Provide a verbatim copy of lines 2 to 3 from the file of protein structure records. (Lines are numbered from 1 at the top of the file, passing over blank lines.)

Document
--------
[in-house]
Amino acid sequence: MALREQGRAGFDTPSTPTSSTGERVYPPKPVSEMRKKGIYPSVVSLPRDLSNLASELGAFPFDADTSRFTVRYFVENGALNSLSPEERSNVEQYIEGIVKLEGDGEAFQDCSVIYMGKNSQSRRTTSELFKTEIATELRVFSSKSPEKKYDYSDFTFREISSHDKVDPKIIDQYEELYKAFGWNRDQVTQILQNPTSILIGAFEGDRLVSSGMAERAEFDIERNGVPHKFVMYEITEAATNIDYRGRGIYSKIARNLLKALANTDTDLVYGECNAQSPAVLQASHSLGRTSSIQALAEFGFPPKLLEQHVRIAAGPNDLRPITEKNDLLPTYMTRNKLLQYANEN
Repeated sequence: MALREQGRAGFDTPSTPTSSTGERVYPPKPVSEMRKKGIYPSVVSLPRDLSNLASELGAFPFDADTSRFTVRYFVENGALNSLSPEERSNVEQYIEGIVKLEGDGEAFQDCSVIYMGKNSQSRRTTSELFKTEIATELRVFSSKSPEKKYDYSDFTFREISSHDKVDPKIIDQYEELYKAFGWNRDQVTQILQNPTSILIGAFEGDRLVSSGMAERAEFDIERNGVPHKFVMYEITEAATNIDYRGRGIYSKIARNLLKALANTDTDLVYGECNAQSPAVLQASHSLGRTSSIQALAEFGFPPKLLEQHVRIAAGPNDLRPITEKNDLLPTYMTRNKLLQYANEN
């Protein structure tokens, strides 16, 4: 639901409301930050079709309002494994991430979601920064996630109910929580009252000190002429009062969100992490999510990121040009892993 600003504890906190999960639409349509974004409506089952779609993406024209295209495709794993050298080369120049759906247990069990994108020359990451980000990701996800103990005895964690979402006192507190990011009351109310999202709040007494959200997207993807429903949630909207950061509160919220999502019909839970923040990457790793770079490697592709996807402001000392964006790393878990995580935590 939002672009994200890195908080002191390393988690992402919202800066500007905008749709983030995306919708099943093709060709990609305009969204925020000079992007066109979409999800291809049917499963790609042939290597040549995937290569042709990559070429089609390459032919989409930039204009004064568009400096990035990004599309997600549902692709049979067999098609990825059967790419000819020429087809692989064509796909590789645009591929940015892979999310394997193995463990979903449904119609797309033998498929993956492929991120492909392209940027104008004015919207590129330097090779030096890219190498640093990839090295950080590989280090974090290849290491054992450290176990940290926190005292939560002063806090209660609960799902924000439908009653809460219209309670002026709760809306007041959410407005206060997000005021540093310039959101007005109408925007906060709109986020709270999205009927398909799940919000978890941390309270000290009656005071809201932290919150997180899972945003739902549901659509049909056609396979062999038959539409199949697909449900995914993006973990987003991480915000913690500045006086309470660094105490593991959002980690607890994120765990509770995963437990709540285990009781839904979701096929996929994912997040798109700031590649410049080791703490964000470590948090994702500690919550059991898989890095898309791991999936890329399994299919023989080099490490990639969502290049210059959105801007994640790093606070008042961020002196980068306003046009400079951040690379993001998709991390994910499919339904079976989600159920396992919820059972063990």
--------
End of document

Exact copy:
Amino acid sequence: MALREQGRAGFDTPSTPTSSTGERVYPPKPVSEMRKKGIYPSVVSLPRDLSNLASELGAFPFDADTSRFTVRYFVENGALNSLSPEERSNVEQYIEGIVKLEGDGEAFQDCSVIYMGKNSQSRRTTSELFKTEIATELRVFSSKSPEKKYDYSDFTFREISSHDKVDPKIIDQYEELYKAFGWNRDQVTQILQNPTSILIGAFEGDRLVSSGMAERAEFDIERNGVPHKFVMYEITEAATNIDYRGRGIYSKIARNLLKALANTDTDLVYGECNAQSPAVLQASHSLGRTSSIQALAEFGFPPKLLEQHVRIAAGPNDLRPITEKNDLLPTYMTRNKLLQYANEN
Repeated sequence: MALREQGRAGFDTPSTPTSSTGERVYPPKPVSEMRKKGIYPSVVSLPRDLSNLASELGAFPFDADTSRFTVRYFVENGALNSLSPEERSNVEQYIEGIVKLEGDGEAFQDCSVIYMGKNSQSRRTTSELFKTEIATELRVFSSKSPEKKYDYSDFTFREISSHDKVDPKIIDQYEELYKAFGWNRDQVTQILQNPTSILIGAFEGDRLVSSGMAERAEFDIERNGVPHKFVMYEITEAATNIDYRGRGIYSKIARNLLKALANTDTDLVYGECNAQSPAVLQASHSLGRTSSIQALAEFGFPPKLLEQHVRIAAGPNDLRPITEKNDLLPTYMTRNKLLQYANEN